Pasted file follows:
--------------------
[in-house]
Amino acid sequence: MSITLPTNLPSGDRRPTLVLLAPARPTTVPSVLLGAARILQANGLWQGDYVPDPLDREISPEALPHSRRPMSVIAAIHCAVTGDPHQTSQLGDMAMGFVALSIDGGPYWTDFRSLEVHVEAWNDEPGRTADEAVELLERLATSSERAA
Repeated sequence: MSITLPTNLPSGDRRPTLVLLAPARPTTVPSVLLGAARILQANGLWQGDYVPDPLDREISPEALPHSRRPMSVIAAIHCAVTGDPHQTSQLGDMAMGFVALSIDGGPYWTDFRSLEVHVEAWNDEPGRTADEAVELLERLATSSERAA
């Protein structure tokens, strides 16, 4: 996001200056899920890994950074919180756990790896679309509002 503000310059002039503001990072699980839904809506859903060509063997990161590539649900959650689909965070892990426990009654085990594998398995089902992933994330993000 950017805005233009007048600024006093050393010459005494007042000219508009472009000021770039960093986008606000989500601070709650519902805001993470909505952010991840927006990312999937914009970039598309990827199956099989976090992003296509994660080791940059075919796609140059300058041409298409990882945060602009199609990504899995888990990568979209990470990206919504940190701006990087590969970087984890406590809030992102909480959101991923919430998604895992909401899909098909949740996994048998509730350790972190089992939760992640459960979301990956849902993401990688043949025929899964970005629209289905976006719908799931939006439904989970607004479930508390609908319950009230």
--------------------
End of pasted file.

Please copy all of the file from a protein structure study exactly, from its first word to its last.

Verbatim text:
[in-house]
Amino acid sequence: MSITLPTNLPSGDRRPTLVLLAPARPTTVPSVLLGAARILQANGLWQGDYVPDPLDREISPEALPHSRRPMSVIAAIHCAVTGDPHQTSQLGDMAMGFVALSIDGGPYWTDFRSLEVHVEAWNDEPGRTADEAVELLERLATSSERAA
Repeated sequence: MSITLPTNLPSGDRRPTLVLLAPARPTTVPSVLLGAARILQANGLWQGDYVPDPLDREISPEALPHSRRPMSVIAAIHCAVTGDPHQTSQLGDMAMGFVALSIDGGPYWTDFRSLEVHVEAWNDEPGRTADEAVELLERLATSSERAA
């Protein structure tokens, strides 16, 4: 996001200056899920890994950074919180756990790896679309509002 503000310059002039503001990072699980839904809506859903060509063997990161590539649900959650689909965070892990426990009654085990594998398995089902992933994330993000 950017805005233009007048600024006093050393010459005494007042000219508009472009000021770039960093986008606000989500601070709650519902805001993470909505952010991840927006990312999937914009970039598309990827199956099989976090992003296509994660080791940059075919796609140059300058041409298409990882945060602009199609990504899995888990990568979209990470990206919504940190701006990087590969970087984890406590809030992102909480959101991923919430998604895992909401899909098909949740996994048998509730350790972190089992939760992640459960979301990956849902993401990688043949025929899964970005629209289905976006719908799931939006439904989970607004479930508390609908319950009230």